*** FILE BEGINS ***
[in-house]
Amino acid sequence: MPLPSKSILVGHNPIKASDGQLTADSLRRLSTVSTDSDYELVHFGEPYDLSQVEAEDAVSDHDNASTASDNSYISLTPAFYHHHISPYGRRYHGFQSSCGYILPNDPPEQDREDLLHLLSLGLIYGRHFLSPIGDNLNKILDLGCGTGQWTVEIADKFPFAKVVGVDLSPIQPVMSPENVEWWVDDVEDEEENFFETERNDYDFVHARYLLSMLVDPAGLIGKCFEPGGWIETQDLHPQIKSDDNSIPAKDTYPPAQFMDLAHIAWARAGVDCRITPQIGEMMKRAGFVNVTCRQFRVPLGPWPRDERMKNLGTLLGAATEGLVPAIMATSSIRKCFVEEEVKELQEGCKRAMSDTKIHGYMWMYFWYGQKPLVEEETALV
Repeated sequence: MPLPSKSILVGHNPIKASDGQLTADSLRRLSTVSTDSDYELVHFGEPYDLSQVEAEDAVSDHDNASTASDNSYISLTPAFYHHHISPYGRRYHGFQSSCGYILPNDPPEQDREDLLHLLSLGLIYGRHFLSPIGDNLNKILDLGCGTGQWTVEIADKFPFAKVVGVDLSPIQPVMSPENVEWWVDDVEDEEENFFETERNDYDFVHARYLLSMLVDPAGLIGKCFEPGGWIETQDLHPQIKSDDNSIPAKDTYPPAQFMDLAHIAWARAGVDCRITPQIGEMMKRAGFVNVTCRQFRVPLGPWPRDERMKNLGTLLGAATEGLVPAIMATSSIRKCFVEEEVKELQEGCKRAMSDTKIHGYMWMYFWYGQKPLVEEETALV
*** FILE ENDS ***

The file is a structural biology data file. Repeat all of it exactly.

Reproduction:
[in-house]
Amino acid sequence: MPLPSKSILVGHNPIKASDGQLTADSLRRLSTVSTDSDYELVHFGEPYDLSQVEAEDAVSDHDNASTASDNSYISLTPAFYHHHISPYGRRYHGFQSSCGYILPNDPPEQDREDLLHLLSLGLIYGRHFLSPIGDNLNKILDLGCGTGQWTVEIADKFPFAKVVGVDLSPIQPVMSPENVEWWVDDVEDEEENFFETERNDYDFVHARYLLSMLVDPAGLIGKCFEPGGWIETQDLHPQIKSDDNSIPAKDTYPPAQFMDLAHIAWARAGVDCRITPQIGEMMKRAGFVNVTCRQFRVPLGPWPRDERMKNLGTLLGAATEGLVPAIMATSSIRKCFVEEEVKELQEGCKRAMSDTKIHGYMWMYFWYGQKPLVEEETALV
Repeated sequence: MPLPSKSILVGHNPIKASDGQLTADSLRRLSTVSTDSDYELVHFGEPYDLSQVEAEDAVSDHDNASTASDNSYISLTPAFYHHHISPYGRRYHGFQSSCGYILPNDPPEQDREDLLHLLSLGLIYGRHFLSPIGDNLNKILDLGCGTGQWTVEIADKFPFAKVVGVDLSPIQPVMSPENVEWWVDDVEDEEENFFETERNDYDFVHARYLLSMLVDPAGLIGKCFEPGGWIETQDLHPQIKSDDNSIPAKDTYPPAQFMDLAHIAWARAGVDCRITPQIGEMMKRAGFVNVTCRQFRVPLGPWPRDERMKNLGTLLGAATEGLVPAIMATSSIRKCFVEEEVKELQEGCKRAMSDTKIHGYMWMYFWYGQKPLVEEETALV